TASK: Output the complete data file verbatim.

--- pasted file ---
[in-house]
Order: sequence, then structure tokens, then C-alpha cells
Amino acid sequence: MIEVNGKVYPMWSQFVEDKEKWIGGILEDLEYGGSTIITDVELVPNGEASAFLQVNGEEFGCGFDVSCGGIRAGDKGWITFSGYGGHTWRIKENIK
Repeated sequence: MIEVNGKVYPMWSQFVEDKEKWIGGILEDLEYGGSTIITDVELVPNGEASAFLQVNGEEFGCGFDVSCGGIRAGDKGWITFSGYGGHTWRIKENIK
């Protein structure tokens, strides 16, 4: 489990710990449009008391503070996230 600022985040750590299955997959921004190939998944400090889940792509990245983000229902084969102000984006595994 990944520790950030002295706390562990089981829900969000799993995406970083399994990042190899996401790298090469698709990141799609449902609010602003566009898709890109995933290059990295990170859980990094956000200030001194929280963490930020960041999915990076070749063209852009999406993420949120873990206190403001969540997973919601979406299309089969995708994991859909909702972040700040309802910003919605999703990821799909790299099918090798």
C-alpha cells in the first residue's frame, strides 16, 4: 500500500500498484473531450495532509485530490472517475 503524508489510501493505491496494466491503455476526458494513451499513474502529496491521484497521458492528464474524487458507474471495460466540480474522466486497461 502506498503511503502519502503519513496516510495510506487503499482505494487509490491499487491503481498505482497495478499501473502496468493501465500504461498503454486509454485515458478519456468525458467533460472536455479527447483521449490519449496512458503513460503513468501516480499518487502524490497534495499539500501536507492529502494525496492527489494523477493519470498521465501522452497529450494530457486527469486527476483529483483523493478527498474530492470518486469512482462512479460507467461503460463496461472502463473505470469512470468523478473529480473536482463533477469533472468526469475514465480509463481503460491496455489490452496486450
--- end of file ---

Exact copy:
[in-house]
Order: sequence, then structure tokens, then C-alpha cells
Amino acid sequence: MIEVNGKVYPMWSQFVEDKEKWIGGILEDLEYGGSTIITDVELVPNGEASAFLQVNGEEFGCGFDVSCGGIRAGDKGWITFSGYGGHTWRIKENIK
Repeated sequence: MIEVNGKVYPMWSQFVEDKEKWIGGILEDLEYGGSTIITDVELVPNGEASAFLQVNGEEFGCGFDVSCGGIRAGDKGWITFSGYGGHTWRIKENIK
């Protein structure tokens, strides 16, 4: 489990710990449009008391503070996230 600022985040750590299955997959921004190939998944400090889940792509990245983000229902084969102000984006595994 990944520790950030002295706390562990089981829900969000799993995406970083399994990042190899996401790298090469698709990141799609449902609010602003566009898709890109995933290059990295990170859980990094956000200030001194929280963490930020960041999915990076070749063209852009999406993420949120873990206190403001969540997973919601979406299309089969995708994991859909909702972040700040309802910003919605999703990821799909790299099918090798």
C-alpha cells in the first residue's frame, strides 16, 4: 500500500500498484473531450495532509485530490472517475 503524508489510501493505491496494466491503455476526458494513451499513474502529496491521484497521458492528464474524487458507474471495460466540480474522466486497461 502506498503511503502519502503519513496516510495510506487503499482505494487509490491499487491503481498505482497495478499501473502496468493501465500504461498503454486509454485515458478519456468525458467533460472536455479527447483521449490519449496512458503513460503513468501516480499518487502524490497534495499539500501536507492529502494525496492527489494523477493519470498521465501522452497529450494530457486527469486527476483529483483523493478527498474530492470518486469512482462512479460507467461503460463496461472502463473505470469512470468523478473529480473536482463533477469533472468526469475514465480509463481503460491496455489490452496486450